If it’s award season, you can be sure that there will be a number of performance-driven biopics. It is a genre that has continued without much alteration over the years, often focusing on romantic troubles, substance addiction, traumatic childhoods, and careers either on the rise or fall. Judy is no exception, and if it weren’t for Renée Zellweger’s performance as Hollywood legend Judy Garland, I would have little reason to recommend it.
In typical Hollywood fashion, Zellweger took months of singing lessons and utilized make-up tricks to better imitate the beloved singer. But while the resemblance is fairly close, it is in her adoption of small behavior and facial tics that Zellweger captures the spirit of Garland, as well as her sadness. And the sadness is mostly what Judy focused on. The film begins as she is forced to part with the children from her second marriage, unable to afford custody of them. She travels to London to perform in a series of sold-out concerts, bringing with her all of the baggage of a life fading out of the spotlight.
Between the performances in London, which vary from brilliant to a drunken mess, the film wallows in Garland’s loneliness off-stage. Through flashbacks of a childhood abused on sets and used for publicity, the very things that Garland desires at the end of her life seem to be what she was trying to escape in her younger ones. Either way, she is portrayed as a victim at both ends of the narrative. Judy even alludes to a climate of harassment which aligns it with the themes in Bombshell, another film with the biopic structure and utilizing make-up effects to alter the appearance of otherwise recognizable stars.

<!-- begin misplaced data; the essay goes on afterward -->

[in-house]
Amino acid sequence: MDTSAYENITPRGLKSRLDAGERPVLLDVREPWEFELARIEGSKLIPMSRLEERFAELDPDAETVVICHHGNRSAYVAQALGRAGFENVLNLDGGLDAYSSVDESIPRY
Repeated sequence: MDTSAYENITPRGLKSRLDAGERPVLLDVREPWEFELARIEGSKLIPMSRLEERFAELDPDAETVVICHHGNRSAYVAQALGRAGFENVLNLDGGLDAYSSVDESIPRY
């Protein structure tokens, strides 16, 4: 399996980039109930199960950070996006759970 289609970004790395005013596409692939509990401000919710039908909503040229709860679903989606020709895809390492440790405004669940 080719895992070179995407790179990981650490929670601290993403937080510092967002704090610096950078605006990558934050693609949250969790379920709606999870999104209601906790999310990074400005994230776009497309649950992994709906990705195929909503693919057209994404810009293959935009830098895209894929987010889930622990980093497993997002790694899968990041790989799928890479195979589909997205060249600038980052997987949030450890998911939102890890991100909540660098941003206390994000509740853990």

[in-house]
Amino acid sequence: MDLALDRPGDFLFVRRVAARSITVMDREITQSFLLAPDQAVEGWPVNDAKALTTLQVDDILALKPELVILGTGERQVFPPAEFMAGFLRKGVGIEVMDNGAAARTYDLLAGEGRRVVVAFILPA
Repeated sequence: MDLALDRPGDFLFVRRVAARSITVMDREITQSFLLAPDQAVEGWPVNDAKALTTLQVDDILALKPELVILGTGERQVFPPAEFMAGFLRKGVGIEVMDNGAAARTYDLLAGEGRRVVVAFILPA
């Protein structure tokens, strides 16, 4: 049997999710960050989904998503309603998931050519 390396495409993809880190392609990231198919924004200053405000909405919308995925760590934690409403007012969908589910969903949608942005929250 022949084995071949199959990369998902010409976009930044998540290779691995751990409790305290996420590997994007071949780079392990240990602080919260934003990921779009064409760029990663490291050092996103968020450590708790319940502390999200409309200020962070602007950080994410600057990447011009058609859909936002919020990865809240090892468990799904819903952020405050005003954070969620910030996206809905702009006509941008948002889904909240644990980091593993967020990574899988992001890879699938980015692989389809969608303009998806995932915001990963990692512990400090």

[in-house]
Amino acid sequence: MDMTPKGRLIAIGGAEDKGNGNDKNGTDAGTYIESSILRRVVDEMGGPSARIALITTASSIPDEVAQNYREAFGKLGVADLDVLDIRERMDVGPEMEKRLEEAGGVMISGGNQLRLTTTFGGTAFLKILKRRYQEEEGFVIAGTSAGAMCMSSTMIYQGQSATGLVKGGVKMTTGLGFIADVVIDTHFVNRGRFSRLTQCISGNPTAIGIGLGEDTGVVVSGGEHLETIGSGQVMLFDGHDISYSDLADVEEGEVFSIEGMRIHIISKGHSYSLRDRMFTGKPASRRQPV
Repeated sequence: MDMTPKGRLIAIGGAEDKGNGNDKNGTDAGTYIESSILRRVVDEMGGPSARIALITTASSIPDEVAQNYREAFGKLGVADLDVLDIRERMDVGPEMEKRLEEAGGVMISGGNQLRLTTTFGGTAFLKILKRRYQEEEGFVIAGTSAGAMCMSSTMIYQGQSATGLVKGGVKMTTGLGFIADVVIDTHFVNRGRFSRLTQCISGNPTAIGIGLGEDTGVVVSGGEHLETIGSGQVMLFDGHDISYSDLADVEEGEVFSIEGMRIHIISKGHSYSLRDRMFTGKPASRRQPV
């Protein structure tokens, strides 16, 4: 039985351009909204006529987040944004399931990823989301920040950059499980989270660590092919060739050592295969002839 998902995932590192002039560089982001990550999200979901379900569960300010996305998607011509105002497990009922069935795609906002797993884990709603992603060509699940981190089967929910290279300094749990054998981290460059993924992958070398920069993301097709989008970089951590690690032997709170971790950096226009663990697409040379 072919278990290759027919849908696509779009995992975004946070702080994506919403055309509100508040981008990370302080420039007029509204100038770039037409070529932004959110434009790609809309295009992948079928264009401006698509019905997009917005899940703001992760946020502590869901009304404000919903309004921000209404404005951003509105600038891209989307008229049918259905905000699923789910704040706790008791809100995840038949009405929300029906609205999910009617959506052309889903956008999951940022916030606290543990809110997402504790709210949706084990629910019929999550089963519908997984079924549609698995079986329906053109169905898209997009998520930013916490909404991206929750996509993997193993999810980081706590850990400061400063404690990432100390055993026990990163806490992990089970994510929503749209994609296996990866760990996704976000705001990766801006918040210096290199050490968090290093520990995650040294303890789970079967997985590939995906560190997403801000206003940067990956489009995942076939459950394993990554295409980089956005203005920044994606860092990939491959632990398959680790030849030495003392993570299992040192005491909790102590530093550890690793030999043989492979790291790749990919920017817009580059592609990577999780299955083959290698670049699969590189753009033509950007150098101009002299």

Mostly Garland remains a mystery in Judy, a confusing contradiction of desires to remain onstage while seeming to simultaneously want nothing more than to be done performing. She is incredibly lonely, but also tends to push those around her away. One of the film’s most touching moments comes after an evening performing when Garland asks an aging gay couple to dinner with her, despite it being long after any restaurant is still open. This is one of the few moments in the film with complete focus, and perhaps the only one that doesn’t take place onstage. I wanted more from those characters, which made me realize I was left wanting more from the film.
The musical performances by Zellweger are a marvel to watch, but that has more to do with her ability to mirror Garland’s style than any real translation in talent. That’s not to say that Zellweger cannot sing, but even though she is able to imitate Judy Garland, she is still not Judy Garland. These take up a surprisingly small amount of the run-time, however, and there are as many performances where she is too drunk to impress either audience, diegetic or non-diegetic. In the end, this is as much the lamentation of a sad life in show business as it is a celebration of Garland’s talent.
The Blu-ray release of this Golden Globe winner comes with a making-of featurette, as well as a gallery of behind-the-scenes/promotional photographs. The high definition disc also comes with a DVD copy, as well as a code for digital download/streaming.
Entertainment Value: 7/10
Quality of Filmmaking: 7.5/10
Historical Significance: 6/10
Special Features: 4/10